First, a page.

Rassie Erasmus’s legacy is the transformation of the Springboks. It is his greatest victory, writes Mark Keohane.
Rassie Erasmus’s Springboks have achieved great things since 2018, winning the World Cup in 2019, beating the All Blacks in New Zealand, beating England in a home series and winning the British & Irish Lions series in 2021.
But Erasmus’s greatest achievement is the transformation of the Springboks because he is the first coach of the Springboks to have crushed the stereotype of how transformation had been applied.
Erasmus, in the craziest of rugby weeks, was on Wednesday evening banned for the game for two months with immediate effect. World Rugby had charged Erasmus with bringing the game into disrepute for his criticism of Australian referee Nic Berry in a 62-minute video that highlighted Berry getting 26 decisions wrong in the 1st Springboks Test against the British & Irish Lions.
The video was leaked and went viral.
World Rugby has never seen anything wrong with Berry’s officiating, but rather took exception to Erasmus’s criticism.
Erasmus on Saturday should have been coaching the Springboks at Twickenham from the touchline, in the guise of a water carrier. Who knows where he will be on Saturday, but what I do know is that he will be in every player’s heart and that every player will leave everything on the field in playing for South Africa’s National Director of Rugby and 2019 World Cup-winning coach.
#Justice for Rassie will be their manta and the only way for them to do their talking will be in the type of performance they produce against England.
Jacques Nienaber, Erasmus’s trusted ally and 2IC for the last decade, is the Springbok coach, but the man who determines everything about the Springboks is Erasmus, as the Director of Rugby.
And it is Erasmus, who on his return to South Africa from Ireland in 2018, made transformation of the Springboks a way of rugby life and not a once-off Test occasion.
Erasmus spoke of black and white. Where others had quivered at the mention of black and white and transformation, he confronted the subject head on. When he spoke to his first training group of Springboks, he introduced the topic. He asked questions from the players and then he made statements.
Erasmus stressed that the only way the Springboks, as a brand, would have a future in South Africa was if they were transformed and an extension of the country’s people and if this transformed team won regularly, which would always make them contenders for the biggest titles.
Erasmus turned to Siya Kolisi as his captain and the Erasmus/Kolisi era started at Emirates Airline Park in Johannesburg, with the most stunning win against England.
The Boks, who turned a 24-3 deficit after just 20 minutes, into a 41-39 win, were at that stage the most transformed Bok match-day squad in the country’s history. Since then, the numbers, among players of colour, have increased even more because of Erasmus’s belief that for any player to succeed, there has to be an opportunity created in an environment that speaks to success stories more than it does failure.
Erasmus, whenever we spoke about transformation, impressed on me that it was so much more than a numbers game. It was about opportunity and game time. He would call it a ‘minutes’ game.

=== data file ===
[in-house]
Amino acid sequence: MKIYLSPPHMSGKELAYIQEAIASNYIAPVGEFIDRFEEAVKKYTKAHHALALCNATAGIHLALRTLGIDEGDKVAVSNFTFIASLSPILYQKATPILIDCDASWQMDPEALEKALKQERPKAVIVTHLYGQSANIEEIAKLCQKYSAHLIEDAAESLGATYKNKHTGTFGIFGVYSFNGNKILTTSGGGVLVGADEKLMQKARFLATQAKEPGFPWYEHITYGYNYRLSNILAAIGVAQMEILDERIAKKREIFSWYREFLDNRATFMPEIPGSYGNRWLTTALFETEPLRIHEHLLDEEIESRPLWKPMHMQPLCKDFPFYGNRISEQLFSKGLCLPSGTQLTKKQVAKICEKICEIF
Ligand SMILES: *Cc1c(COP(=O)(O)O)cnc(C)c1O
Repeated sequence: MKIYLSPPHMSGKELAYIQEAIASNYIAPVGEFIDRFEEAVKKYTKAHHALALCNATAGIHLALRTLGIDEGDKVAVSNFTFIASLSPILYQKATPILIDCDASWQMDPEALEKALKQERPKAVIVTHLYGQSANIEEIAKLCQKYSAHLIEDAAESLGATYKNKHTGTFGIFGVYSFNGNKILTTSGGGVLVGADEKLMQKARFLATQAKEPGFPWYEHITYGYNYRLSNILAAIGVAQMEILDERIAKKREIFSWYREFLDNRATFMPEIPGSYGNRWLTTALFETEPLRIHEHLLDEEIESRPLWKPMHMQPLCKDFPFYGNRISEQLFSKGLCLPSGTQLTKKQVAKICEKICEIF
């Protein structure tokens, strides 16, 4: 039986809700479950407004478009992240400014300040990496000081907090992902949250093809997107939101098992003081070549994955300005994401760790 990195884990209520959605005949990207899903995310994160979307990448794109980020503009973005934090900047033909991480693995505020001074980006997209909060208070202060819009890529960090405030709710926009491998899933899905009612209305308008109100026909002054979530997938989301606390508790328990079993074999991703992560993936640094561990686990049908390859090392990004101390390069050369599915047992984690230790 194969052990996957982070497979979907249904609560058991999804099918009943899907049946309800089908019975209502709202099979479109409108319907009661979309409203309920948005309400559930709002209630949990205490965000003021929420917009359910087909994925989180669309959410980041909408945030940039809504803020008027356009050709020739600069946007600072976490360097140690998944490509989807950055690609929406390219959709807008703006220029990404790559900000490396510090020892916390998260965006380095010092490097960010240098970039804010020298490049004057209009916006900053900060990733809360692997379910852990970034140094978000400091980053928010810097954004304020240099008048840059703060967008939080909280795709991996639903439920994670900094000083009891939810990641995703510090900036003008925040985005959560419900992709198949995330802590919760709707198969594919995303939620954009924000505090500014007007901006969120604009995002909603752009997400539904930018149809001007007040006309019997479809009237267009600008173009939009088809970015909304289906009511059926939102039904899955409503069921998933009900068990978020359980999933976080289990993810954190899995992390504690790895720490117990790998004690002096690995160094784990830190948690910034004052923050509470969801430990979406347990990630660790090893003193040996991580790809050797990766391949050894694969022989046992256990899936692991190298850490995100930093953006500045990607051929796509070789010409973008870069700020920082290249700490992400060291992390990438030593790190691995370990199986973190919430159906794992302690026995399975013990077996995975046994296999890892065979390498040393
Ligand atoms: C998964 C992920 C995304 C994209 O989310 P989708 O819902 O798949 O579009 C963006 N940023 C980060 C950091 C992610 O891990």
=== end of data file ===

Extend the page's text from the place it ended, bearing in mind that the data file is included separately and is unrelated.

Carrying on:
At the beginning of 2018, he said to me that the most telling statement when assessing the transformation of the Springboks would be in the number of minutes each black Bok would play and not simply how many black players were in a starting XV or a match-day squad.
He guaranteed that those players who got chosen for the Springboks were not going to be there to create an illusion of transformation. Rather their playing time would symbolize the substance in the transformation.
Players could only improve with game time, said Erasmus and players could only prove themselves with game time.
Game time, he said, was not five minutes at the end of a Test when the game had already been won or lost.
He said every player in his squad had to be trusted to start a Test and that, given the tortured history of transformation in the Springboks, black players especially had to know that they had a coach who trusted them and who believed in them.
The trust and belief, he added, was in how many minutes these men played.
He had done the math on black player Test match minutes in 2017 and it was disturbing, he told me.
It would not happen under his watch, he said. Black players would be trusted to win matches and to win the biggest Test matches.
Erasmus has always delivered on this promise, from that opening home Test against England and even a week before that when a second-string Springboks played a once-off Test against Wales in Washington DC.
Those men of colour who have played for Erasmus since 2018 and who play for Nienaber in Saturday’s final Springboks Test of the season have also delivered on their promise to translate opportunity into excellence through their performances.
None have epitomized the success of the Springboks more than Kolisi, as a player and as a captain in a squad whose ethos is built on brutal honesty, to each other and within.
‘You can’t bullshit yourself,’ said Erasmus. ‘If we can get to a place where we are honest with ourselves about ourselves, we will be in a good space and if we talk transformation, let’s talk playing minutes.’
Never before has a Springboks squad been in such a good space and never before have black Springboks played so many minutes of Test rugby, and that is Erasmus’s greatest victory.